Multiple arterial grafting (MAG) and off-pump surgery are strategies proposed to improve outcomes with coronary artery bypass grafting (CABG). This study was conducted to determine the impact of off-pump surgery on outcomes after CABG with MAG in men and women.
This cohort study used population-based data to identify all Ontarians undergoing isolated CABG with MAG between October 2008 and September 2019. The primary outcome was all-cause mortality. Secondary outcomes included major adverse cardiac and cerebrovascular events (MACCE; hospitalization for stroke, myocardial infarction hospitalization or heart failure, or repeat revascularization). Analysis used propensity-score overlap-weighted cause-specific Cox proportional hazard regression.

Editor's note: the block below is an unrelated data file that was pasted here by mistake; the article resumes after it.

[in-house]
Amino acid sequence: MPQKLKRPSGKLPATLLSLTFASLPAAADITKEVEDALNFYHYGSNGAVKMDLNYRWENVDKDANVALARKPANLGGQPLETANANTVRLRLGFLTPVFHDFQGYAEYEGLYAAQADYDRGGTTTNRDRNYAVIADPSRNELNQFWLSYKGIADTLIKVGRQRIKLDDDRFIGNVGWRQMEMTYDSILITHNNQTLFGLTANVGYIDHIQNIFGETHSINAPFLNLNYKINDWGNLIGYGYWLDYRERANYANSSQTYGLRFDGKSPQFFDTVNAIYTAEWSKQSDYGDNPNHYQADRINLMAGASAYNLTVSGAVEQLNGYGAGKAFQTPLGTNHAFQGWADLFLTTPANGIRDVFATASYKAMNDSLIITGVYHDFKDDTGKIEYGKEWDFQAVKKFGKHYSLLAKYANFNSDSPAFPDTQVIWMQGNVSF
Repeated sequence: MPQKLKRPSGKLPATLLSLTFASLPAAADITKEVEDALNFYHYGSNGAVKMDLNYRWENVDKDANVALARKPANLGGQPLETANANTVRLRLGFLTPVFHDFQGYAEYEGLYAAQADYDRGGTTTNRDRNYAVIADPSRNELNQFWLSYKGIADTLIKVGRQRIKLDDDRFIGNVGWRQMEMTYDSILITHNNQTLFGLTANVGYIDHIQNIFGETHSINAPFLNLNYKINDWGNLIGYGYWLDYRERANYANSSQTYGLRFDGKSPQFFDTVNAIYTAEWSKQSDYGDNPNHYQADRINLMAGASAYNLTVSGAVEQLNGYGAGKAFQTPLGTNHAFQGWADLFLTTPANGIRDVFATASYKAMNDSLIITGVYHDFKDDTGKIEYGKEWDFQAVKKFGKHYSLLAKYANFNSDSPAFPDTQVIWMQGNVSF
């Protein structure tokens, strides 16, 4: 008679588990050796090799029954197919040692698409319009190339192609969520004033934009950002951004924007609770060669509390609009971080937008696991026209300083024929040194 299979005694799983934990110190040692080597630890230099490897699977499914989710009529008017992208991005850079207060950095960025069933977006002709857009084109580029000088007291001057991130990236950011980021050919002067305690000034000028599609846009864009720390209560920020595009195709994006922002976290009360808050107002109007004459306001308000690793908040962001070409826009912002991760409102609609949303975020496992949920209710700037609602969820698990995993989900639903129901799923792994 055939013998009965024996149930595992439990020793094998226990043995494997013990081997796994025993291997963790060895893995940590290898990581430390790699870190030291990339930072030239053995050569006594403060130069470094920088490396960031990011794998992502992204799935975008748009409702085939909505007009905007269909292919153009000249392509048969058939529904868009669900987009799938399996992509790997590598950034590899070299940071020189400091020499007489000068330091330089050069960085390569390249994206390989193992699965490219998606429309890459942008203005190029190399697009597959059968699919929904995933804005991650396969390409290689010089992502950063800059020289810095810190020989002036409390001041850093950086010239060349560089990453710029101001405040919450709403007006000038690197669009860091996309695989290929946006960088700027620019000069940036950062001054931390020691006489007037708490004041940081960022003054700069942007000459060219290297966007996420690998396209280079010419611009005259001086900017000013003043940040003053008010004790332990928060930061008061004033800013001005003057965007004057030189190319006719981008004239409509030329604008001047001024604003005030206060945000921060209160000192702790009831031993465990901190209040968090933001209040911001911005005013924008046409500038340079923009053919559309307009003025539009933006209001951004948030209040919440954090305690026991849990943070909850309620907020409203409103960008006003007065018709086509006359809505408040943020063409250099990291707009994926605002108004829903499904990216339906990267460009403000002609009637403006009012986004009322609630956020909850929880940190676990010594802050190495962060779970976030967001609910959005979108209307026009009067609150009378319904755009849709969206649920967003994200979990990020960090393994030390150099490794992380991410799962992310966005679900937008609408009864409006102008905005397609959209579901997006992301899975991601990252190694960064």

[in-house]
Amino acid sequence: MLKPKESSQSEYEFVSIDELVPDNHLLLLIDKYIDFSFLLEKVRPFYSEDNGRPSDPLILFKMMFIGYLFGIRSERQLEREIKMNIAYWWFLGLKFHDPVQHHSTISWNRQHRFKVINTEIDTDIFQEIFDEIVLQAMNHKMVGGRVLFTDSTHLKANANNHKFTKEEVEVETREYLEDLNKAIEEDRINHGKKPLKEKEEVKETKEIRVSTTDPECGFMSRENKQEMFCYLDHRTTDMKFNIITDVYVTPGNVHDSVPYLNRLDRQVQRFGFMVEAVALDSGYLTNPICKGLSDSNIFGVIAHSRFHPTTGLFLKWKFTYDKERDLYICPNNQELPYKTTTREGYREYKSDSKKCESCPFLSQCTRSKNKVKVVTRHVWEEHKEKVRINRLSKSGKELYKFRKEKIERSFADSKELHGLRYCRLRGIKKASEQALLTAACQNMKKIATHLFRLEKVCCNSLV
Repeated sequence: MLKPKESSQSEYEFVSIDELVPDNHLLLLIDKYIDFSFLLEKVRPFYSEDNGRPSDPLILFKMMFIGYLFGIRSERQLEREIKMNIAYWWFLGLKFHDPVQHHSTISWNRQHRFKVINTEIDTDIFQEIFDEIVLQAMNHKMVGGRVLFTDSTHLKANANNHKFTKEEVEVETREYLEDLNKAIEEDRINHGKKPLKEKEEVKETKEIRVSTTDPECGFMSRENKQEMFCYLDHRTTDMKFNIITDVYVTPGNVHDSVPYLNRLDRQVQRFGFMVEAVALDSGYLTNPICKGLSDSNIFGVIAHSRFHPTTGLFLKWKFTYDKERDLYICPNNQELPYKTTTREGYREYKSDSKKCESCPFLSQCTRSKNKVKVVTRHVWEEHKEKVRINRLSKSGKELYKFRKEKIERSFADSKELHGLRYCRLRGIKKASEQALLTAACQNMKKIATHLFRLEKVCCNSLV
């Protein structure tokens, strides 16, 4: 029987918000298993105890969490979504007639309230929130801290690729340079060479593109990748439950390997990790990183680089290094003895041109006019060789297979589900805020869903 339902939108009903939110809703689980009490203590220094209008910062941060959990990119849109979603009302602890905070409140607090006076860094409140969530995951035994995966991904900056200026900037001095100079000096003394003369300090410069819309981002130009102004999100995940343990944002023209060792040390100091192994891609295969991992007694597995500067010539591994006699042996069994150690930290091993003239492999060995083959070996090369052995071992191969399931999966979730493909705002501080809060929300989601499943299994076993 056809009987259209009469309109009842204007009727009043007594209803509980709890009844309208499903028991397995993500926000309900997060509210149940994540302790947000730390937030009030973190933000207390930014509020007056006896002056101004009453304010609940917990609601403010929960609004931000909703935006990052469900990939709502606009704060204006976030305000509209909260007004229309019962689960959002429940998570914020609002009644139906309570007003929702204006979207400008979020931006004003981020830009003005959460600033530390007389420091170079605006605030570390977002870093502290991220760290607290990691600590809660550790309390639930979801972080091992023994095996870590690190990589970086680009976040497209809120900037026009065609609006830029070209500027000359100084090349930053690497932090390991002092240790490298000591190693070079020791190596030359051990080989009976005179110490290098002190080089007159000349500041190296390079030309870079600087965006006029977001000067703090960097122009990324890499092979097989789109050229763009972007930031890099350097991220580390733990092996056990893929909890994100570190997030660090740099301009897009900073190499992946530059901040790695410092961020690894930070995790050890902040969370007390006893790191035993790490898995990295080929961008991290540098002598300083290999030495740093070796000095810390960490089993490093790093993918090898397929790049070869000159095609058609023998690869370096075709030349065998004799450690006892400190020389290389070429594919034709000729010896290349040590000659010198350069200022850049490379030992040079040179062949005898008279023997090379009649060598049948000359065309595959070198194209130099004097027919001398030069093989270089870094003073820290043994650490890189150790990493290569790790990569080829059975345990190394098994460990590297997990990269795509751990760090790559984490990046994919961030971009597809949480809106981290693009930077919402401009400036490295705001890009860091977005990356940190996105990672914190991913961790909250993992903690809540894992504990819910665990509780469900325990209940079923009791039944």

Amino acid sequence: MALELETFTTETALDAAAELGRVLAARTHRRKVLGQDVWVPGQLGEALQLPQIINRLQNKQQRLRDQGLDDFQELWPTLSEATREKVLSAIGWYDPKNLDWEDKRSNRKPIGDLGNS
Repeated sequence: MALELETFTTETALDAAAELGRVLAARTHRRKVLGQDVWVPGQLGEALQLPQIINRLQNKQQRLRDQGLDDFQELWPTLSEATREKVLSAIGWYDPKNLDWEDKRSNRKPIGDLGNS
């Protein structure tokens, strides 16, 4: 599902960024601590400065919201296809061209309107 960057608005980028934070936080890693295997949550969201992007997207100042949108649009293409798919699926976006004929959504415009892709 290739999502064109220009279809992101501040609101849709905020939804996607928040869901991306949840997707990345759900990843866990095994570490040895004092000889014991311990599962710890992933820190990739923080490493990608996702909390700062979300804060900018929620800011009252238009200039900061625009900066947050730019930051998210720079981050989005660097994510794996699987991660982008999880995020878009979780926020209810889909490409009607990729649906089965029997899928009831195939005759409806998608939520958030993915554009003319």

A total of 2989 women (1188 off-pump, 1801 on-pump) and 16,209 men (6065 off-pump, 10,144 on-pump) underwent MAG with a median follow-up of 5.0 years (interquartile range, 2.7-8.0) years. Compared to the on-pump approach, all-cause mortality was not changed with off-pump status (hazard ratio [HR] in women: 1.25 [95% CI, 0.83-1.88]; in men: 1.08 [95% CI, 0.85-1.37]). In women, the risk of MACCE was significantly higher off-pump (HR, 1.45; 95% CI, 1.04-2.03), with nonsignificantly increased risk observed for all component outcomes.
In patients undergoing CABG with MAG, this population-based analysis found no association between pump status and survival in either men or women. However, it did suggest that off-pump MAG in women may be associated with an increased risk of MACCE.

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